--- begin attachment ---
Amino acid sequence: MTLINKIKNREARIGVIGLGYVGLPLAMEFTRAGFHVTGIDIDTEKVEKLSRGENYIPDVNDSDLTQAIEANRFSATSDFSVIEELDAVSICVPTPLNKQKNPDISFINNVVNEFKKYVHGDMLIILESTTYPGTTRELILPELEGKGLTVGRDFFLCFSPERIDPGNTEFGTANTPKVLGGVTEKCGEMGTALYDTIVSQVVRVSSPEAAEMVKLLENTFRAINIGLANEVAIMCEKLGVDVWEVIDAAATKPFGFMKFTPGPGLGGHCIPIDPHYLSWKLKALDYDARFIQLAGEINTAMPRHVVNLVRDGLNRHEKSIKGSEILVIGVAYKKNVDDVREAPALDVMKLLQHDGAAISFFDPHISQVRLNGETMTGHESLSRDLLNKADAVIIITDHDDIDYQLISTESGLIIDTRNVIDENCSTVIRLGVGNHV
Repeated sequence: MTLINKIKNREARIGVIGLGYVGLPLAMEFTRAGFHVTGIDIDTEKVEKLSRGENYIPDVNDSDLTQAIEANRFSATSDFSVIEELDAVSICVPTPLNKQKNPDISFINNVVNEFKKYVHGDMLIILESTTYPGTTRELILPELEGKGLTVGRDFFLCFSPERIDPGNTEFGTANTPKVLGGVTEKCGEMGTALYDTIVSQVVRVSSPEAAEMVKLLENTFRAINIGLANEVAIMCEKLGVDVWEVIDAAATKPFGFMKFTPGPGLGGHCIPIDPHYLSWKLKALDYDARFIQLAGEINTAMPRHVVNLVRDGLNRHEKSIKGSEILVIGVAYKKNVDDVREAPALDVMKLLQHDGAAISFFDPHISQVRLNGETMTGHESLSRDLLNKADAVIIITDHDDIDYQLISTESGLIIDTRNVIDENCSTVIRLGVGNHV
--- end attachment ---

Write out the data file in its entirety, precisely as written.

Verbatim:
Amino acid sequence: MTLINKIKNREARIGVIGLGYVGLPLAMEFTRAGFHVTGIDIDTEKVEKLSRGENYIPDVNDSDLTQAIEANRFSATSDFSVIEELDAVSICVPTPLNKQKNPDISFINNVVNEFKKYVHGDMLIILESTTYPGTTRELILPELEGKGLTVGRDFFLCFSPERIDPGNTEFGTANTPKVLGGVTEKCGEMGTALYDTIVSQVVRVSSPEAAEMVKLLENTFRAINIGLANEVAIMCEKLGVDVWEVIDAAATKPFGFMKFTPGPGLGGHCIPIDPHYLSWKLKALDYDARFIQLAGEINTAMPRHVVNLVRDGLNRHEKSIKGSEILVIGVAYKKNVDDVREAPALDVMKLLQHDGAAISFFDPHISQVRLNGETMTGHESLSRDLLNKADAVIIITDHDDIDYQLISTESGLIIDTRNVIDENCSTVIRLGVGNHV
Repeated sequence: MTLINKIKNREARIGVIGLGYVGLPLAMEFTRAGFHVTGIDIDTEKVEKLSRGENYIPDVNDSDLTQAIEANRFSATSDFSVIEELDAVSICVPTPLNKQKNPDISFINNVVNEFKKYVHGDMLIILESTTYPGTTRELILPELEGKGLTVGRDFFLCFSPERIDPGNTEFGTANTPKVLGGVTEKCGEMGTALYDTIVSQVVRVSSPEAAEMVKLLENTFRAINIGLANEVAIMCEKLGVDVWEVIDAAATKPFGFMKFTPGPGLGGHCIPIDPHYLSWKLKALDYDARFIQLAGEINTAMPRHVVNLVRDGLNRHEKSIKGSEILVIGVAYKKNVDDVREAPALDVMKLLQHDGAAISFFDPHISQVRLNGETMTGHESLSRDLLNKADAVIIITDHDDIDYQLISTESGLIIDTRNVIDENCSTVIRLGVGNHV